From day one, this election has been custom designed for speed and spectacle. Nevermind the finer points of politics, economics, or foreign policy – none of that mattered this time around. Neither did facts. It was all too heady. Because we need our heroes and villains effortlessly characterized inside of the split second it takes to swipe through our Facebook feeds. So, we got what we wanted: We got entertainment, allowing a presidential candidate to waltz his way onto the ballot with nothing more than bravado and soundbites. Without a message or even a plan of his own, Trump just bent his ear to the bros in Legion halls and gun clubs and asked them to check off what was wrong with the country. He then spent the last year reiterating precisely what they barfed out – the Mexicans are responsible; the Chinese are responsible; the Muslims are responsible; the American Left, above all, and the media with them, and on and on and on. Trump became, in a sense, a mirror to redirect to the masses the most venomous and backwoods edges of America. I underestimated it, in its size and its fervor.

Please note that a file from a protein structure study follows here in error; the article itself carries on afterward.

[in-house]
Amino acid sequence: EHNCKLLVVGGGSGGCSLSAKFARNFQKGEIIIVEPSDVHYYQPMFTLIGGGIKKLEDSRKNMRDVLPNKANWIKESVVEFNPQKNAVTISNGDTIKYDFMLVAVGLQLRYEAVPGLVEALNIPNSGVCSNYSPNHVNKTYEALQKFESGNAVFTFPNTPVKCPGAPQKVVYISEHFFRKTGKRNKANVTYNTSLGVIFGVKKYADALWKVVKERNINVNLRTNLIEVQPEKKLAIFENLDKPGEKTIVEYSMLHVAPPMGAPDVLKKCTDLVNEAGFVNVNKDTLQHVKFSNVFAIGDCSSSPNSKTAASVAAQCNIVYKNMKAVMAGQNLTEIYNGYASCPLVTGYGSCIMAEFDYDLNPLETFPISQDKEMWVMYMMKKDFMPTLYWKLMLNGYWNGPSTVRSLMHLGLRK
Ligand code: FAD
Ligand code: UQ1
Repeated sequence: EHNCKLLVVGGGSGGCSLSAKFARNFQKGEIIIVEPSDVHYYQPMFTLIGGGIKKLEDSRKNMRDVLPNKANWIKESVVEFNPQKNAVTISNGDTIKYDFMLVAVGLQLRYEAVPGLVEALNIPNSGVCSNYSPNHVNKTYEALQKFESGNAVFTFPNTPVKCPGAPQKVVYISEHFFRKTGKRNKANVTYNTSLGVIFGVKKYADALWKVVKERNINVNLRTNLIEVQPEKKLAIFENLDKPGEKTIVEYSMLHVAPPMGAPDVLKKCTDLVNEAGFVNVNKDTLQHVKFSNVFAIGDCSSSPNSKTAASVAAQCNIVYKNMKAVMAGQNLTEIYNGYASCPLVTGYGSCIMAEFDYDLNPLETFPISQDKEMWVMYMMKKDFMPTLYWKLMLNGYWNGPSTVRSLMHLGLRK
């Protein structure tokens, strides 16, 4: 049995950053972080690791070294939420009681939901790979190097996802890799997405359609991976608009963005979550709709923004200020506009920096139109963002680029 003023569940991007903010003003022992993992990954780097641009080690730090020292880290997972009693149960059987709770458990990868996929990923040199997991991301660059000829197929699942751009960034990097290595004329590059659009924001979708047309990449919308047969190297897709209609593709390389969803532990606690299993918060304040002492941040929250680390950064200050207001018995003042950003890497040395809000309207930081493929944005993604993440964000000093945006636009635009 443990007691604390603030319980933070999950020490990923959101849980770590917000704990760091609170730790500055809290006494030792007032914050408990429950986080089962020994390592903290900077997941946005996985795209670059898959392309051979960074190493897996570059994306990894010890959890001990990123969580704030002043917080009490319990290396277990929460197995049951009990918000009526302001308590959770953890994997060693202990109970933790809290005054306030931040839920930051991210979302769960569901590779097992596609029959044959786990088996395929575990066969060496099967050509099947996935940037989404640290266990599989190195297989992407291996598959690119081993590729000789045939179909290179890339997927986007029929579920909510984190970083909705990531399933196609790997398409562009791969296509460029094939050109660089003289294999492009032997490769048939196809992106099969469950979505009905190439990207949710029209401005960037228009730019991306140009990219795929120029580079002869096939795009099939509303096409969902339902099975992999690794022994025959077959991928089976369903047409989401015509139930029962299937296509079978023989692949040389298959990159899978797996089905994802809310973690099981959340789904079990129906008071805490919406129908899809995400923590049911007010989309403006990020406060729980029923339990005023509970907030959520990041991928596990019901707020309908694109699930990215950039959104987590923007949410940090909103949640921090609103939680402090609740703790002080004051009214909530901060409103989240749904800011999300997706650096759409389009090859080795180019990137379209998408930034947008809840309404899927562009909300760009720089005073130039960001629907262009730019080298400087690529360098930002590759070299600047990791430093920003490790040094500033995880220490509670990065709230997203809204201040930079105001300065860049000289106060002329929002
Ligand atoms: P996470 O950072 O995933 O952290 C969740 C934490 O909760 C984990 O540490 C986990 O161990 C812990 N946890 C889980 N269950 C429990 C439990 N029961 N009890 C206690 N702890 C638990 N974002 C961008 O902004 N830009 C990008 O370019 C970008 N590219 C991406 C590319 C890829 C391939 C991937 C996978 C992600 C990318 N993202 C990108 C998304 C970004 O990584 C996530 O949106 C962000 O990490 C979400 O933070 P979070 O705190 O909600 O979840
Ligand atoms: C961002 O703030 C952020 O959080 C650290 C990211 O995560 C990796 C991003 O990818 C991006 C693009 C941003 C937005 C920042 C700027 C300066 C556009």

My friend Jeff and I grabbed some beers over the Bills-Dolphins game and, of course, we got talking of the election. Jeff’s a smart, level-headed guy. He tends to peel back an extra layer or two on things, and he had an interesting thought about this election: Once the votes begin trickling in, a clearer picture of our divided country will begin to emerge. We may think we’ve come a long way socially and politically, but Trump’s numbers will tell us otherwise. That, Jeff said, is a good thing – we’ll know where we stand as a country.
And he’s right. If nothing else, Trump has ferreted out the ugliest segments of our citizenry – those seduced by empty threats aimed to push back the vague Others, those who warp their convenient ideologies to align with anyone who promises a return to a Mayberry America that never actually existed. Trump is the bigoted totem by which we measure our perceived growth as a nation. So, thank you, Mr. Trump. Your campaign built on rage and fear proved an easy lure for modes of thought rightly abandoned generations ago. Bright and early Tuesday morning, we’ll begin to see just how far we’ve come … or, a more terrifying prospect, how far we still have to go.